Directed by Sergio Valenzuela. Produced By Zac Adams, Tim VandeSteeg and Co-produced/DP Mike Stryker. Composer Cody Westheimer.

For (HD version) click the HD button.

For more information, go to: www.ironwillmovie.com

Posted by Iron Will on Tuesday, May 12, 2015

May
23

United States Flag Rules

The Flag Code, which formalizes and unifies the traditional ways in which we give respect to the flag, also contains specific instructions on how the flag is not to be used.

The flag should never be draped or drawn back in folds. Draped red, white and blue bunting should be used for decoration, with the blue at the top and red at the bottom. The flag may be flown at half-staff to honor a newly deceased federal or state government official by order of the president or the governor, respectively.

United States Flag

  • On Memorial Day, the flag should be displayed at half-staff until noon.
  • Other Things Not to Do with the Flag Out of respect for the U.S. flag, never:
  • Dip it for any person or thing, even though state flags, regimental colors and other flags may be dipped as a mark of honor.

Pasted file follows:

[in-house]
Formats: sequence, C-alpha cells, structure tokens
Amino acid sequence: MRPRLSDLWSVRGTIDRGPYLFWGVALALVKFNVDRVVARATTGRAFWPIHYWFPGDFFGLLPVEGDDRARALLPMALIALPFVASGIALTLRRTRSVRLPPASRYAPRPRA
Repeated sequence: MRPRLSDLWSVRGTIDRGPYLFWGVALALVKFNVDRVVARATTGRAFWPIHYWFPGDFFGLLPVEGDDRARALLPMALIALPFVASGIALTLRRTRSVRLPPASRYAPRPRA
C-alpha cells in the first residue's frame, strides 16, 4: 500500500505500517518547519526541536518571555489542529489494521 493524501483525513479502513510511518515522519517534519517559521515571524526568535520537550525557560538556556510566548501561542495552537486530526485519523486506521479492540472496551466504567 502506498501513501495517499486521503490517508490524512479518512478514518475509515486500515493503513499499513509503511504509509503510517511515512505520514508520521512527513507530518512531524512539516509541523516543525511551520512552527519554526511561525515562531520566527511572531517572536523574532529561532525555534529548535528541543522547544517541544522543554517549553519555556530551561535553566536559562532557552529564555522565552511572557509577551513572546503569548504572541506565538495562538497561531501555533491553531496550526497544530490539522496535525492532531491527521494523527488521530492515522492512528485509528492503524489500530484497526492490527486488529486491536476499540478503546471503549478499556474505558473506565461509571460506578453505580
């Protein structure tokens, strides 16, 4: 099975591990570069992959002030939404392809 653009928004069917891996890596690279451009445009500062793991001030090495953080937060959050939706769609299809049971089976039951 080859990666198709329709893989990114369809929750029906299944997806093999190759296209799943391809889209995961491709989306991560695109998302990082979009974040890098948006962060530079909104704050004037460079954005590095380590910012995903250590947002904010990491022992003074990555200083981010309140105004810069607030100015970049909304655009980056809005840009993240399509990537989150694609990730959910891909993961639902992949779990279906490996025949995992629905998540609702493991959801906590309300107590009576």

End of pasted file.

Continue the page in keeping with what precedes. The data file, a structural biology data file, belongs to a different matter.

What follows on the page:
• Display it with the union down, except as a signal of distress.
  • Let the flag touch anything beneath it: ground, floor, water, merchandise.
  • Carry it horizontally, but always aloft.
  • Fasten or display it in a way that will permit it to be damaged or soiled.
  • Place anything on the flag, including letters, insignia, or designs of any kind.
  • Use it for holding anything.
  • Use it as wearing apparel, bedding or drapery. It should not be used on a costume or athletic uniform. However, a flag patch may be attached to the uniform of patriotic organizations, military personnel, police officers and firefighters.
  • Use the flag for advertising or promotion purposes or print it on paper napkins, boxes or anything else intended for temporary use and discard.

During the hoisting or lowering of the flag or when it passes in parade or review, Americans should stand at attention facing the flag and place their right hand over the heart. Uniformed military members render the military salute. Men not in uniform should remove any headdress and hold it with their right hand at their left shoulder, the hand resting over the heart. Those who are not U.S. citizens should stand at attention.